University of Nottingham: not so idyllic for casual workers. Image: Simmy Thomas
Robert Stenson is a PhD student and casual academic at the University of Nottingham. He explains how the university’s decision to outsource its casual staff to a third party has made conditions even more insecure and exploitative
In June 2019, the University and College Union (UCU) released a report, Counting the costs of casualisation in higher education. It details the increasing precarity of work in the HE sector, and vividly lays bare the prevalent use of “atypical” employment/engagement practices by UK universities. Of note is the report’s observation of the widespread use of casual worker arrangements and the role of doctoral research students within this landscape:
“Many [atypical academics] are PhD students, teaching during their studies, dependent on their teaching earnings to fund their studies. Many are also contracted as ‘casual workers’, a form of zero hours contract that means that they are paid by the assignment, like temps, and have fewer employment rights. Prominent universities that use casual worker status include UCL, Warwick, Birmingham, and Nottingham among others.”
I am one of many such casual workers undertaking paid work at the University of Nottingham (as teaching affiliates (TA), demonstrators, academic support workers, amongst other roles) alongside their doctoral studies. Far from being merely a prominent user of the casual worker arrangement, Nottingham has, since 2017, outsourced the administration of all casual student workers to the temporary staffing agency, Unitemps. If our employment rights were already reduced as casual workers, our status as outsourced casual workers is even more insecure, exploitative, and degrading. This post sheds light on my experience under these circumstances and the impact that our outsourcing is having on us, our work, and our working conditions.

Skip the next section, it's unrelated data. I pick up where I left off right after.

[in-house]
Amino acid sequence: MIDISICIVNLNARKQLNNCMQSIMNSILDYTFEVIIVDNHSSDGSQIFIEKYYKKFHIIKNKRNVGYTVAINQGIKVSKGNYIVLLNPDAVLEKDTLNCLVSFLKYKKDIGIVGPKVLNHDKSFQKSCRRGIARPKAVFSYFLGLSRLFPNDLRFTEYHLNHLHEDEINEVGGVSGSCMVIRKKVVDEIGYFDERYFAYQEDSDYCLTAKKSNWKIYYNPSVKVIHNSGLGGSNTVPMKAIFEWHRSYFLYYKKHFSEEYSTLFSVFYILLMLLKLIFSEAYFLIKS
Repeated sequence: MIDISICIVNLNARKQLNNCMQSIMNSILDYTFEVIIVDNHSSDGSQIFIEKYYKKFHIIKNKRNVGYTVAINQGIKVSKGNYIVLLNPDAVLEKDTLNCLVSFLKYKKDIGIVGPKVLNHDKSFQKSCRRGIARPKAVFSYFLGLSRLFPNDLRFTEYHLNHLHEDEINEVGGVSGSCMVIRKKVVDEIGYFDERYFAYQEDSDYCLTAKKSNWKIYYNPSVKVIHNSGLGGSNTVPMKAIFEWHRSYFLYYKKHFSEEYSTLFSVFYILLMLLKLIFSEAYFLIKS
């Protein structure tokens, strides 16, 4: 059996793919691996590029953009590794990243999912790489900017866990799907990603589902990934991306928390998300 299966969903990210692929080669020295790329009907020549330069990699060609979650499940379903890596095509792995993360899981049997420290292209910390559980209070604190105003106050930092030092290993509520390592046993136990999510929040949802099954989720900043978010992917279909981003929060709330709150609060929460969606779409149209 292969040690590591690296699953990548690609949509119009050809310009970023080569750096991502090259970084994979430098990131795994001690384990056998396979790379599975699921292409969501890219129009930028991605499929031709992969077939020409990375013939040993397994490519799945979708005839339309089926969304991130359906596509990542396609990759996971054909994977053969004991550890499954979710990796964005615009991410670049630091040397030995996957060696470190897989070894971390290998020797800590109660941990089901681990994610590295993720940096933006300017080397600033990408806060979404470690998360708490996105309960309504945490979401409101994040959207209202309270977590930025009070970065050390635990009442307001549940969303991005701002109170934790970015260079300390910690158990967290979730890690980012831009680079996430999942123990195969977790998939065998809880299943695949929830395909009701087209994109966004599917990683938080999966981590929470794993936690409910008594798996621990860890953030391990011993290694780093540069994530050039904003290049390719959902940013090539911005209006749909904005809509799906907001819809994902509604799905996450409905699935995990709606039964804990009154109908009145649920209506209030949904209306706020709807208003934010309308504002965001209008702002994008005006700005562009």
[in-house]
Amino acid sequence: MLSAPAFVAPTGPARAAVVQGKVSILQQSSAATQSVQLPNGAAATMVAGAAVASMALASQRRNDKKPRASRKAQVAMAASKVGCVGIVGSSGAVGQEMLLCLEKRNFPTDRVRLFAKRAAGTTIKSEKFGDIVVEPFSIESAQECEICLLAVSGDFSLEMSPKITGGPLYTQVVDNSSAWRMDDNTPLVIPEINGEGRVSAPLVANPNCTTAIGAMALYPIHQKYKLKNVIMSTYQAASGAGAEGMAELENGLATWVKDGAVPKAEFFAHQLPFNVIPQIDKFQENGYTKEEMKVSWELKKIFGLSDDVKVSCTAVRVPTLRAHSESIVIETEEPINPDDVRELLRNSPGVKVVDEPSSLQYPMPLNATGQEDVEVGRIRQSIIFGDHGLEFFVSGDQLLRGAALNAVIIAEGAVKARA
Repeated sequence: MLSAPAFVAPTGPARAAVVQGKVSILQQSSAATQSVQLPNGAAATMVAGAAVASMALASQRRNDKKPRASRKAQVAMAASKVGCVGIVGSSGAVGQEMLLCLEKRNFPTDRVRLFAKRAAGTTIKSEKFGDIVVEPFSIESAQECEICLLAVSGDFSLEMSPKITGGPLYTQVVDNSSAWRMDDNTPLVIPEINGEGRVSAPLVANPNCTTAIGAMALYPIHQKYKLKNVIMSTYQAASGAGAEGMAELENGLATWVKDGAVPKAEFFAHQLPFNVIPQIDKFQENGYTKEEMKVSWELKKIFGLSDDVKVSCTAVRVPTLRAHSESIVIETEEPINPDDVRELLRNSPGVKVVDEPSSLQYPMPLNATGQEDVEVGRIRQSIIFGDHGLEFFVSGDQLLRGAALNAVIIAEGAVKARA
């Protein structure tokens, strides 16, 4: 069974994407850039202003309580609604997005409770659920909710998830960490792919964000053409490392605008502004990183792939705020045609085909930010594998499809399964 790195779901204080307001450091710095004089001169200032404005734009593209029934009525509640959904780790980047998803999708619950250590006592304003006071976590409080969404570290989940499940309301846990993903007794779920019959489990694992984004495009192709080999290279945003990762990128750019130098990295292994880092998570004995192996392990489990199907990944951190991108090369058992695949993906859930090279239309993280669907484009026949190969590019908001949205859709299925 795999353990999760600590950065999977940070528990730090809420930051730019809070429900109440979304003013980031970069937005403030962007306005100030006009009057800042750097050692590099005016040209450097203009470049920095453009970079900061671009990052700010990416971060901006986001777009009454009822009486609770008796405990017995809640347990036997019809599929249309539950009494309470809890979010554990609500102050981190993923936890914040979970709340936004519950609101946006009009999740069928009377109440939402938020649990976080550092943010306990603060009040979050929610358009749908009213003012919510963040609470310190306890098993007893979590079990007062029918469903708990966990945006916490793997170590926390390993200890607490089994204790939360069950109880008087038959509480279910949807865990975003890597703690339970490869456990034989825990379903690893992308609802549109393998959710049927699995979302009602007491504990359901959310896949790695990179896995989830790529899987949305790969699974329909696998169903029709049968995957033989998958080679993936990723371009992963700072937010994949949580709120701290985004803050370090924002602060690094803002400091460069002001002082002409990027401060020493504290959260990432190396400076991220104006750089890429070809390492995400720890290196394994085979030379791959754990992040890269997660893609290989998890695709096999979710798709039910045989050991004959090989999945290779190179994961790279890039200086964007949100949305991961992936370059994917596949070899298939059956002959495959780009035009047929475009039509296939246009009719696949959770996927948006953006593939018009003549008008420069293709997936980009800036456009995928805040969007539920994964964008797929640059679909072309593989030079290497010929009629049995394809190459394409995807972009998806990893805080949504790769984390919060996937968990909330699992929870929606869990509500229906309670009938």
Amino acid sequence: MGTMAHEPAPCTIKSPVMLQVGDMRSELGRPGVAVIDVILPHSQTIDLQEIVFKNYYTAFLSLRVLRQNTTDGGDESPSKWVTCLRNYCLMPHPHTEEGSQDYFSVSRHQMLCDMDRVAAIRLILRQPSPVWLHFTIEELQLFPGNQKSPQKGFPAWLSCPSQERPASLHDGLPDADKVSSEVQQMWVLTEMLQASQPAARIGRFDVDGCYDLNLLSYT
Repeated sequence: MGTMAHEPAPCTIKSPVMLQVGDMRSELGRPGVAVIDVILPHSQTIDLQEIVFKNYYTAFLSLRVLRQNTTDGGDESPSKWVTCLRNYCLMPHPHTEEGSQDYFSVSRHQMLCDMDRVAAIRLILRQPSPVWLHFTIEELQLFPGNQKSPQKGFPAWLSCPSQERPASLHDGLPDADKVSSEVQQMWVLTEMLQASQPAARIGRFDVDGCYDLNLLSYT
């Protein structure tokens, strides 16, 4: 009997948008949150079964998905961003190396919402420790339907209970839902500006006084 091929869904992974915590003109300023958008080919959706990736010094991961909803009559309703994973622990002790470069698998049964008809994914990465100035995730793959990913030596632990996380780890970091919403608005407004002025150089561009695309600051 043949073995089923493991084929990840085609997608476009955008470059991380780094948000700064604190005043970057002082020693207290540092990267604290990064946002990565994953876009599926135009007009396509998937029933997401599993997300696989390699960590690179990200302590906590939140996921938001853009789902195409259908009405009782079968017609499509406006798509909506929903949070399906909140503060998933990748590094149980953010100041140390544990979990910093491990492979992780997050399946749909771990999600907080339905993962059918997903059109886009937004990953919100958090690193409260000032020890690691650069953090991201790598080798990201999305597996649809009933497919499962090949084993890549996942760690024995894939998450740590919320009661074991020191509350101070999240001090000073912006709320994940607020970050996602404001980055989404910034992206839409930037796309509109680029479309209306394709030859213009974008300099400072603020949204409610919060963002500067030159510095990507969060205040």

Expendable and replaceable
Work as a casual student (or “temporary”) worker at the University of Nottingham is first governed by Unitemps’ Statement of Terms, which outlines the contract for services arrangement under which we operate. Made clear is that this arrangement “does not give rise to a contract of employment” between us and either the university or Unitemps. We are, by definition, not employees. We are expendable and replaceable by either party “without prior notice or liability” despite the fundamental frontline roles we carry out. Our work is simultaneously underpinned by a plethora of institutional policy documents which seek to “clarify” and “harmonise” the work of casual staff across the university and give the illusion of “security” and “fairness”.
In practice, however, this is all but the case. Adoption and implementation of these policies across the university is inconsistent. In practice, a pick-and-mix approach is adopted as to which individual policy-points are respected and which are not. This leads to all-too-common instances where work (such as attendance at assessment benchmarking sessions, for example) that policy documents explicitly stipulate should be automatically paid, might be paid in one School but not in another. Meeting attendance is just one of a multitude of essential tasks that policies stipulate should be automatically paid but which, in reality, rarely are. Whilst we are often fed a template response “recognising the important work that we do at the university”, conspicuously absent in these statements is any recognition of the swaths of unpaid labour casual workers are required (read “expected”) to undertake. The university’s reliance on such unpaid labour is rife and entrenched across the university (and the sector as a whole).